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About the College | History

Bishop Hurst at Groundbreaking

Parade from Hurst Hall to McKinley cornerstone laying

A global outlook, practical idealism, a passion for public service: They're part of American University today, and they were in the air in 1893, when AU was chartered by Congress. George Washington had dreamed of a "national university" in the nation's capital. But it took John Fletcher Hurst to found a university that, in many ways, embodies that dream.

President Woodrow Wilson officially dedicated the university on May 27, 1914 and the first graduate students were admitted. The College of Liberal Arts was established in 1925, with the first 75 undergraduate students admitted that fall. 


Photos: Bishop Hurst at groundbreaking; Hurst Hall in 1902, which now houses the Department of Biology and the Premedical Program

CAS - Batelle 1950's

Throughout the history of American University, the College of Arts and Sciences has changed its name several times. At first known as the "College of Liberal Arts," the name was changed to the "College of Arts and Sciences" in 1939. For a brief period it was known simply as the "Undergraduate College" until the name was converted back to the "College of Arts and Sciences" in 1956.

The largest school or college at American University, the College of Arts and Sciences currently has 2,931 students, 339 full-time faculty, and more than 150 degrees offered. While the College is continually growing, the commitment to promoting free and rational discourse, fostering an understanding of the diversity of human experience, providing the critical intellectual skills necessary to navigate a rapidly changing world, and integrating knowledge across disciplinary boundaries never changes.  

Photo: Students in the mid-1950s in front of Battelle Memorial Building, the current College home

Battelle in the 1960s

Theodore Roosevelt at McKinley cornerstone laying 1902

Photos: Battelle Memorial Building in the 1960s; Theodore Roosevelt at McKinley cornerstone laying in 1902


Important Dates

Methodist bishop John Fletcher Hurst buys some 90 acres of farmland on which to build a nonsectarian national university.

The university incorporates as The American University under laws of the District of Columbia. Bishop Hurst is elected chancellor.

AU is chartered by Act of Congress.

Bishop Hurst breaks ground for College of History (Hurst Hall).

McKinley Building cornerstone is laid by President Theodore Roosevelt.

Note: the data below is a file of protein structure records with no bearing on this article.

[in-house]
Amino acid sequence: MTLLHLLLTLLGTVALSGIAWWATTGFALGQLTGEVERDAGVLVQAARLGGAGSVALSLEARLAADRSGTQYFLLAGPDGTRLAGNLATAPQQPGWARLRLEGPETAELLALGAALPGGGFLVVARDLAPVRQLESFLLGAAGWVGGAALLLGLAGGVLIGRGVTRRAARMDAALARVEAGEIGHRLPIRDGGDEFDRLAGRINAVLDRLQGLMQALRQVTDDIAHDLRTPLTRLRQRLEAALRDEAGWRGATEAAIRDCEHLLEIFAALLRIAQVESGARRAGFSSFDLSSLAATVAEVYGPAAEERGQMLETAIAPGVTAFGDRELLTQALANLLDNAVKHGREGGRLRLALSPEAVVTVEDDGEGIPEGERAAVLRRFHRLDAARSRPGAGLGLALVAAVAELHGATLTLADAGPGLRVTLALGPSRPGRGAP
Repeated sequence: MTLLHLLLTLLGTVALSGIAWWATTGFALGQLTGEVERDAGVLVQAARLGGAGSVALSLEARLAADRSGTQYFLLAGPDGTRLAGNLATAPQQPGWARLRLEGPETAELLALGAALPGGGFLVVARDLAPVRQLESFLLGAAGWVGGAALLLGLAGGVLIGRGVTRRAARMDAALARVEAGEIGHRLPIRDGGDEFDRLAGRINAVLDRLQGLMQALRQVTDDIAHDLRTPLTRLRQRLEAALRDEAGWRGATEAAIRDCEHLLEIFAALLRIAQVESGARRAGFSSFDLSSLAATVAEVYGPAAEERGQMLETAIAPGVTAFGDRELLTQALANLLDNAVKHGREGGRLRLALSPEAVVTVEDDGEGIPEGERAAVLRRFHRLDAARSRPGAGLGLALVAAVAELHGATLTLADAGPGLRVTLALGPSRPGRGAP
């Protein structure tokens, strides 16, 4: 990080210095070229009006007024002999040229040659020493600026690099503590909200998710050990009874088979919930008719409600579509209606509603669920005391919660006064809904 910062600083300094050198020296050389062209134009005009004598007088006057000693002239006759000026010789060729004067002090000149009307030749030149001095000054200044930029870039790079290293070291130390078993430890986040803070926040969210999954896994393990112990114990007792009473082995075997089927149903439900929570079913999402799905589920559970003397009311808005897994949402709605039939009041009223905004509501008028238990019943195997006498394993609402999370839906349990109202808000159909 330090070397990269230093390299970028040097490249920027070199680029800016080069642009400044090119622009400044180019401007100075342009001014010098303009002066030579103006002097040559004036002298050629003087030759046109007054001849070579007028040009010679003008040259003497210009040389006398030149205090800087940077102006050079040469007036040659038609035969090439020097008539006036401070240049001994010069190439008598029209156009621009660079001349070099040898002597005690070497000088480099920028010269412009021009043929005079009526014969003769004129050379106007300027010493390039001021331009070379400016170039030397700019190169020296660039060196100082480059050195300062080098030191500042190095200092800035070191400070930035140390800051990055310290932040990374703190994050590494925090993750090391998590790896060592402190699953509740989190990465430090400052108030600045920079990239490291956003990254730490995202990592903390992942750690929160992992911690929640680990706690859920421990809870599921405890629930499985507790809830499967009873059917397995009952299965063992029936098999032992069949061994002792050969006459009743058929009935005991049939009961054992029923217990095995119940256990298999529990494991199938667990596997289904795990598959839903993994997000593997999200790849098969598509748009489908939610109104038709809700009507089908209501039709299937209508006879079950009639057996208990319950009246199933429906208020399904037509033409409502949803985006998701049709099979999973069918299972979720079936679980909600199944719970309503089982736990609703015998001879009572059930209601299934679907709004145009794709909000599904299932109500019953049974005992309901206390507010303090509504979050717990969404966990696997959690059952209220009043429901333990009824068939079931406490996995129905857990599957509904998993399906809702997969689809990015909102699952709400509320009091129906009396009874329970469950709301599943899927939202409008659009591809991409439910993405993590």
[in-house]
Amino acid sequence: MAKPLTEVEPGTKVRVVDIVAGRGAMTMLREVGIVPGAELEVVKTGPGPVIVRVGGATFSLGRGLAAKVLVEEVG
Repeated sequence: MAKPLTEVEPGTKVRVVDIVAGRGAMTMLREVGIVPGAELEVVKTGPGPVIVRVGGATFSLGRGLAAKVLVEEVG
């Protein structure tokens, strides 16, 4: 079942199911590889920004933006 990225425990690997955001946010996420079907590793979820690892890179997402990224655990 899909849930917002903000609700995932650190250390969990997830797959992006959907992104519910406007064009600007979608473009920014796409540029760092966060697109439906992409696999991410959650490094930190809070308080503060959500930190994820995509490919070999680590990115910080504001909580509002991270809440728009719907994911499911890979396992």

First class is admitted (28 students, including 4 women).

First class graduates.

College of Liberal Arts is established; 75 students enroll.

First undergraduate class of the College of Liberal Arts graduates.

Asbury Building is completed, the current home for the Department of Psychology.

Watkins Art Building opens.

Kreeger Music Building opens.

Beeghly Chemistry Building opens.

School of Education is established.

Department of Communication becomes School of Communication under the College of Arts and Sciences.

School of Communication becomes independent.

Battelle Building is renovated and becomes the new home of the College of Arts and Sciences.

Harold and Sylvia Greenberg Theatre opens.

The Katzen Arts Center, housing the visual and performing arts departments, opens.

The American University Museum, housed in the Katzen Arts Center, hosts 18,000 visitors its first year.  

New, state-of-the-art studios were opened in the Kreeger Building for the Audio Technology Program.

The building housing the Department of Language and Foreign Studies was dedicated as Jack Child Hall to recognize Professor Jack Child's commitment to the department.

The Department of Language and Foreign Studies is now the Department of World Languages and Cultures.

CAS Katzen Garage

Public History students outdoors at Mount Vernon.

(Photos: Katzen Arts Center; Battelle-Tomkins Memorial Building)


Deans of the College

1925-1944  George B. Dennis, Dean (College Of Liberal Arts)

1944-1945  Earl A. Dennis, Dean  

1945-1946  Thomas Marshall, Dean                    

1946-1947  John W. Manning, (Elected, Did Not Serve)

1946-1953  John E. Bentley, Dean   

1953-1959  Harold E. Davis, Dean (Undergraduate College)

1959-1964  Ralph C. John, Dean  (1964, College of Arts & Sciences)

1964-1965  David G. Mobberly, Dean (College of Arts & Sciences)

1965-1969  W. Donald Bowles, Dean  

1969-1970  William M. Wiebenga, Acting Dean

1970-1973  William M. Wiebenga, Dean

1973-1974  Harvey C. Moore, Acting Dean

1974-1976  Richard Berendzen, Dean

1976-1977  Frank Turaj, Acting Dean

1977-1985  Frank Turaj, Dean

1985-1997  Betty T. Bennett, Dean

1997-1999  Howard M. Wachtel, Acting Dean

1999-2000  Kay J. Mussell, Acting Dean  

2000-2009  Kay J. Mussell, Dean            

2009-         Peter Starr, Dean